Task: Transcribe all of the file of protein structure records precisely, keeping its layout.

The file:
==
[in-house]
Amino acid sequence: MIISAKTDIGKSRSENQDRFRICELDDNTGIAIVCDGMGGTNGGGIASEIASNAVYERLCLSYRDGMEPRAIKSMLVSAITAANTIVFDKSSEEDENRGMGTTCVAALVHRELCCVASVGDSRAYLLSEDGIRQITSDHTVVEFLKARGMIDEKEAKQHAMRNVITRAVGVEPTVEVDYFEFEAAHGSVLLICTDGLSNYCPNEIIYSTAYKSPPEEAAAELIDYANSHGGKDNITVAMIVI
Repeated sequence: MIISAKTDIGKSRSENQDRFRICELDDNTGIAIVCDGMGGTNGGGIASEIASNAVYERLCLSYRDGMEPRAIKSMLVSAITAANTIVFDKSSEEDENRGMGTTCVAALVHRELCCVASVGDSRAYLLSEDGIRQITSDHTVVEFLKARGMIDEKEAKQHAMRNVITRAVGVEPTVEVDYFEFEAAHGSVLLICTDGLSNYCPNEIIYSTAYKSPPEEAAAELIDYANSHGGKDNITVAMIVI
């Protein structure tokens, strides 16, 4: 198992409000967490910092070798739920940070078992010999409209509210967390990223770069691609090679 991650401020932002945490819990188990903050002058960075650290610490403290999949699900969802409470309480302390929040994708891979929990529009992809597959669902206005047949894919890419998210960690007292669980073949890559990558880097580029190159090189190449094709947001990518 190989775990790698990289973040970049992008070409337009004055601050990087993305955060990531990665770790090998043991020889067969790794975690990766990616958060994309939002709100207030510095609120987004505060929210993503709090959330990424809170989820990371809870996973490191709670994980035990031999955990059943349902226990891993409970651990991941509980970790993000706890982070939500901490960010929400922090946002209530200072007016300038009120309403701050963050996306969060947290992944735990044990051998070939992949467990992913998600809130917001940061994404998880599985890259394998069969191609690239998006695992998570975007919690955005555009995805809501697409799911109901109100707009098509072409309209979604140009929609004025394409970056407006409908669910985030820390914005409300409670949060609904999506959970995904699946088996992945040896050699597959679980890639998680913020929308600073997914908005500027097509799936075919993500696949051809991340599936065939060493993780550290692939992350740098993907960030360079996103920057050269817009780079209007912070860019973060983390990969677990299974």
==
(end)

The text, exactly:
[in-house]
Amino acid sequence: MIISAKTDIGKSRSENQDRFRICELDDNTGIAIVCDGMGGTNGGGIASEIASNAVYERLCLSYRDGMEPRAIKSMLVSAITAANTIVFDKSSEEDENRGMGTTCVAALVHRELCCVASVGDSRAYLLSEDGIRQITSDHTVVEFLKARGMIDEKEAKQHAMRNVITRAVGVEPTVEVDYFEFEAAHGSVLLICTDGLSNYCPNEIIYSTAYKSPPEEAAAELIDYANSHGGKDNITVAMIVI
Repeated sequence: MIISAKTDIGKSRSENQDRFRICELDDNTGIAIVCDGMGGTNGGGIASEIASNAVYERLCLSYRDGMEPRAIKSMLVSAITAANTIVFDKSSEEDENRGMGTTCVAALVHRELCCVASVGDSRAYLLSEDGIRQITSDHTVVEFLKARGMIDEKEAKQHAMRNVITRAVGVEPTVEVDYFEFEAAHGSVLLICTDGLSNYCPNEIIYSTAYKSPPEEAAAELIDYANSHGGKDNITVAMIVI
């Protein structure tokens, strides 16, 4: 198992409000967490910092070798739920940070078992010999409209509210967390990223770069691609090679 991650401020932002945490819990188990903050002058960075650290610490403290999949699900969802409470309480302390929040994708891979929990529009992809597959669902206005047949894919890419998210960690007292669980073949890559990558880097580029190159090189190449094709947001990518 190989775990790698990289973040970049992008070409337009004055601050990087993305955060990531990665770790090998043991020889067969790794975690990766990616958060994309939002709100207030510095609120987004505060929210993503709090959330990424809170989820990371809870996973490191709670994980035990031999955990059943349902226990891993409970651990991941509980970790993000706890982070939500901490960010929400922090946002209530200072007016300038009120309403701050963050996306969060947290992944735990044990051998070939992949467990992913998600809130917001940061994404998880599985890259394998069969191609690239998006695992998570975007919690955005555009995805809501697409799911109901109100707009098509072409309209979604140009929609004025394409970056407006409908669910985030820390914005409300409670949060609904999506959970995904699946088996992945040896050699597959679980890639998680913020929308600073997914908005500027097509799936075919993500696949051809991340599936065939060493993780550290692939992350740098993907960030360079996103920057050269817009780079209007912070860019973060983390990969677990299974």